NEW DOOR banner; graphic of a blue globe, brown door, and red heart on gray background

NEW DOOR

Nutrition Education, Weight-management, Disability Obesity Options, & Resources (NEW DOOR) is a large, collaborative project on fitness and nutrition that explores barriers to healthy lifestyles for people with disabilities. It aims to provide accessible, disability-friendly fitness, nutrition, and peer-support activities, information, and resources.

  • It is a community-based program that educates, engages, and inspires people with disabilities and families to learn about and integrate nutrition and physical fitness activities into their daily lives.
  • It is also a peer-led program where people with disabilities are leaders, participants, and advocates, not patients or service recipients. We train the Disability Peer Fitness Leaders and create peer support teams in pairs, small groups, and larger groups. Participants engage in weekly or biweekly exercise and nutrition awareness activities and also form a support network, meeting a minimum of once or twice a month for fun educational and recreational events.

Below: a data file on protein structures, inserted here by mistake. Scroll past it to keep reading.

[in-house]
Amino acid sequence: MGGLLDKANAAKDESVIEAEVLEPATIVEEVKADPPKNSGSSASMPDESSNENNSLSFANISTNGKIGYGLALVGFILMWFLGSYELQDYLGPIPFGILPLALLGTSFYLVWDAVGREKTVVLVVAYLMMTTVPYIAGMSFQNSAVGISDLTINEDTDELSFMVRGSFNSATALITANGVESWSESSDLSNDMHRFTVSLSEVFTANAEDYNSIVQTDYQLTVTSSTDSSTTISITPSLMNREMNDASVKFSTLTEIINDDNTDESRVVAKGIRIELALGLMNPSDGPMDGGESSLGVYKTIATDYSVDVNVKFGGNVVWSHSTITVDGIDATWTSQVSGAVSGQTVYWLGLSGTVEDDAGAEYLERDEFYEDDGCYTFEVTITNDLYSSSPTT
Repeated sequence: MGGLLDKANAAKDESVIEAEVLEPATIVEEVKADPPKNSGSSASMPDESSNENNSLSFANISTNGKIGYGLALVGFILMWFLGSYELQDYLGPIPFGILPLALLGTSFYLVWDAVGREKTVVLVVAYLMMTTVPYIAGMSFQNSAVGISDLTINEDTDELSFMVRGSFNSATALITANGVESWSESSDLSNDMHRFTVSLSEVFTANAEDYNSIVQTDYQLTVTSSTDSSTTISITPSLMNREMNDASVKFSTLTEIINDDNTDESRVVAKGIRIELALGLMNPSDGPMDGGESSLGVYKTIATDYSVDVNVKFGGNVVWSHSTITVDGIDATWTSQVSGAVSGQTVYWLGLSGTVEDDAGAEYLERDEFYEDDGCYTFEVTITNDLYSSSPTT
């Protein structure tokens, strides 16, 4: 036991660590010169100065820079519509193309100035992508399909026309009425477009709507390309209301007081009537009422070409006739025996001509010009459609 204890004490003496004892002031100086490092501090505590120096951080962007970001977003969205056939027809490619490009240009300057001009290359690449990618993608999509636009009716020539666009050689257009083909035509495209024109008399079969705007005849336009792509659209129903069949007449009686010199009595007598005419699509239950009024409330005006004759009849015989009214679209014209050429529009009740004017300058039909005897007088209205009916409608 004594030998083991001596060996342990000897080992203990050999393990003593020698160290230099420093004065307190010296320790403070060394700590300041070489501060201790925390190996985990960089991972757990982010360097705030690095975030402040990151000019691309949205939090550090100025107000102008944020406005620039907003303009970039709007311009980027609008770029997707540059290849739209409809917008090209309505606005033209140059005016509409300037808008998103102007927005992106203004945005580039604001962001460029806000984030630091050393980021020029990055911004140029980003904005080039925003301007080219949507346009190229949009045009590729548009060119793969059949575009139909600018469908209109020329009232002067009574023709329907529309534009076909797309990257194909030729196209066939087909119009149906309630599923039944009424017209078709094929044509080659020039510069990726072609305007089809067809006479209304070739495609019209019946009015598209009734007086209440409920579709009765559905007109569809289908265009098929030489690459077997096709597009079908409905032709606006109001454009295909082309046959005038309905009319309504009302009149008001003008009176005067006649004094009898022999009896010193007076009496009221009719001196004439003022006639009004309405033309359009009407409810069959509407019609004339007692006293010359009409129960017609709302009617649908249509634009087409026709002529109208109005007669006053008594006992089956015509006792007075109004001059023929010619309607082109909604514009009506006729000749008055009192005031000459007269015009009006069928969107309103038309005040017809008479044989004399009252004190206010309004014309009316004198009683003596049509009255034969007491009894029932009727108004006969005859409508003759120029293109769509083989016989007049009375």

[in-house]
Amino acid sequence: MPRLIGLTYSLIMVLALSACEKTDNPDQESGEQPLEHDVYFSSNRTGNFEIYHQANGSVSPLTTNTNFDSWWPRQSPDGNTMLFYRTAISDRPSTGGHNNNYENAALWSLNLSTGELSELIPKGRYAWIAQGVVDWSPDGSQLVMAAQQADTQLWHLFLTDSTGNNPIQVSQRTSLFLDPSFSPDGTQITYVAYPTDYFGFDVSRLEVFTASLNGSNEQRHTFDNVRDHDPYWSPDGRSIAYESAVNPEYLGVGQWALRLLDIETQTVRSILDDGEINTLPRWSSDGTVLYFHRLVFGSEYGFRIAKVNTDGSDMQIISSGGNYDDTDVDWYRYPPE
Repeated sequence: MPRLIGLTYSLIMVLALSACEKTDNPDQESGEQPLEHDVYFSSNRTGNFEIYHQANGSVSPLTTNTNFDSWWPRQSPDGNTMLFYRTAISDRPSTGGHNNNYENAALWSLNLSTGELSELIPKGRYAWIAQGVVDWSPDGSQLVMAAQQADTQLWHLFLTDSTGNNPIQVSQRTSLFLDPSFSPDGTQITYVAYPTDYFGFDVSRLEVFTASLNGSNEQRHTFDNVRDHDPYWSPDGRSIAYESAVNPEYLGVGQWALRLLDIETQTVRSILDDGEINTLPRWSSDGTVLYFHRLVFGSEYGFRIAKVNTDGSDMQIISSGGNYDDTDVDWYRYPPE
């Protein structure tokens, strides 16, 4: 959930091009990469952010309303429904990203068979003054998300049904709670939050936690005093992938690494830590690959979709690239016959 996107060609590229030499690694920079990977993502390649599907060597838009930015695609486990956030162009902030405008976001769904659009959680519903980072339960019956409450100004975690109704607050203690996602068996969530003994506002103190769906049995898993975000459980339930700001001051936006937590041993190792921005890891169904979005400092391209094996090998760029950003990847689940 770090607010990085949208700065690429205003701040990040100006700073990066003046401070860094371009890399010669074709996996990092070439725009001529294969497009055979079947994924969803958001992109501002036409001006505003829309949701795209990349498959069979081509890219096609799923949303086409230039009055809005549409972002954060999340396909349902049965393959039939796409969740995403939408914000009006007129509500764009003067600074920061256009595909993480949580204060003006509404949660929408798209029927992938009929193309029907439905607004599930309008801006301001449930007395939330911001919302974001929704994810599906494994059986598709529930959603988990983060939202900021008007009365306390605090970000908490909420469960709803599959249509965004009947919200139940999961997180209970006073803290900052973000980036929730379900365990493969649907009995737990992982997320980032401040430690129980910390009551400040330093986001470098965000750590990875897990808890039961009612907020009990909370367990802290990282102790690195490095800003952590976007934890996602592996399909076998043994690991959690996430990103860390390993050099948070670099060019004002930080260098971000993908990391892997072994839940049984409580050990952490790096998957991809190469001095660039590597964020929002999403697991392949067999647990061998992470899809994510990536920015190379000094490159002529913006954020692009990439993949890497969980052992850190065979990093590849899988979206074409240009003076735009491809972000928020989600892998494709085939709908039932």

• Thus far, NEW DOOR has inspired the creation of WID’s annual fitness fair and the creation of Disability FEAST, among other projects.

Watch this 4-minute video, which offers information by athletes and experts about disability and physical movement. It shows scenes from WID’s fitness fair, as well as interviews with three adult disabled athletes and advocates, a sports medicine physician, and a parent of disabled child who is active in sports.

Inspired to get up and move yet? Explore the NEW DOOR resources below:

Main content end

Disability FEAST banner; graphic of blue world, red heart, and green broccoli on gray background.

Disability FEAST

Disability FEAST (Food Education, Access, Support, & Training) is an online “cookbook plus” for people with disabilities and seniors. It has several recipes like a classic cookbook, PLUS dozens of tip sheets and external resources.

The disability and senior communities often struggle to get access to good, nutritious food, and thus, they rely on fast food or frozen meals. This causes long-term health problems like heart disease and diabetes.

Disability FEAST offers 50 home-cooked recipes that are healthy, affordable, easy to make, and delicious! The tip sheets and external resources add an extra layer of support to the site, addressing a vast range of different needs for grocery shopping, food preparation, and cooking as a person with a disability.

Click on the image below to visit the Disability FEAST website!

Link to the Disability FEAST website; image of the homepage of Disability FEAST, featuring a bowl of avocado slices
Visit the website for more information!

Main content end